While normal life is slowly returning to Ivory Coast's main city after two weeks of urban warfare, discoveries of massive weapons caches stockpiled by ousted strongman Laurent Gbagbo show the bloodshed could have been vastly worse.
The forces who forced Gbagbo from power this week say the discoveries vindicate their international bombing campaign that deprived him of the ability to use these weapons.
Ministers in President Alassane Ouattara's government toured Gbagbo's abandoned presidential palace on Thursday. The fighters who had captured it the previous day walked them through rooms and hallways filled with more than 500 121mm artillery rockets, capable of leveling buildings and killing hundreds.
Last month, the U.N. Security Council authorized military force to destroy the heavy weapons that Gbagbo's forces had turned on the capital's 5 million people. French and U.N. helicopters bombed Gbagbo's residence and presidential palace as well as military camps around Abidjan this past week. Gbagbo's advisers cried foul, accusing them of attacking nonmilitary targets and trying to assassinate Gbagbo.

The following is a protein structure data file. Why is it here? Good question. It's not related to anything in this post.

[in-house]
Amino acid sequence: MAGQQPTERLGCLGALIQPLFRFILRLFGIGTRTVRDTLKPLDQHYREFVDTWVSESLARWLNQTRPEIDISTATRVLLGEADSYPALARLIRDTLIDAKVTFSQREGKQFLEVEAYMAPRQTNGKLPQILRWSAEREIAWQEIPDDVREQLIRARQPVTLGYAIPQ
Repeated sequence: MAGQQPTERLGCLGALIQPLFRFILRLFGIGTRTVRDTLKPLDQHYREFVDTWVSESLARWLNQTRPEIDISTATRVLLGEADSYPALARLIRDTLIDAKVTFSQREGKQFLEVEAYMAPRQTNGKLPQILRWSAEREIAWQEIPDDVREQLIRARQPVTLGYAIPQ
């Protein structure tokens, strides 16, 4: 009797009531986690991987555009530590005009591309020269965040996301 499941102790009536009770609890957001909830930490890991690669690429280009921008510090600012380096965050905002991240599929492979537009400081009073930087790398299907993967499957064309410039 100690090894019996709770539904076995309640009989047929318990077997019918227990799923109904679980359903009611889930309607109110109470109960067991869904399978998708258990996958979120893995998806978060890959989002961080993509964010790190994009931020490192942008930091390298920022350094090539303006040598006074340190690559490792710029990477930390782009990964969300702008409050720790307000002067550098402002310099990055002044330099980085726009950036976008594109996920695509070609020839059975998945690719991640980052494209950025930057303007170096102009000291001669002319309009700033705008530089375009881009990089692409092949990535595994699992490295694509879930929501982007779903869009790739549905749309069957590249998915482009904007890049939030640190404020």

But Thursday's discoveries reveal that the former president, who managed to stay in power five years beyond his elected mandate and stubbornly refused to step down after losing last November's presidential elections, was preparing to defend his power at all costs, officials said.
"We have here significant stocks of heavy arms, which shows clearly that the U.N. Security Council resolution was appropriate and that the opportunity was taken to get rid of these weapons," Ouattara's chief-of-staff Amadou Gon Coulibaly said on the steps of the lagoon-side palace.
Gbagbo maintained that he was opposed to war and open to talks right up to the end, but directly beneath the rooms where he met foreign dignitaries and mediators, an arsenal capable of vast destruction was stocked and ready for use.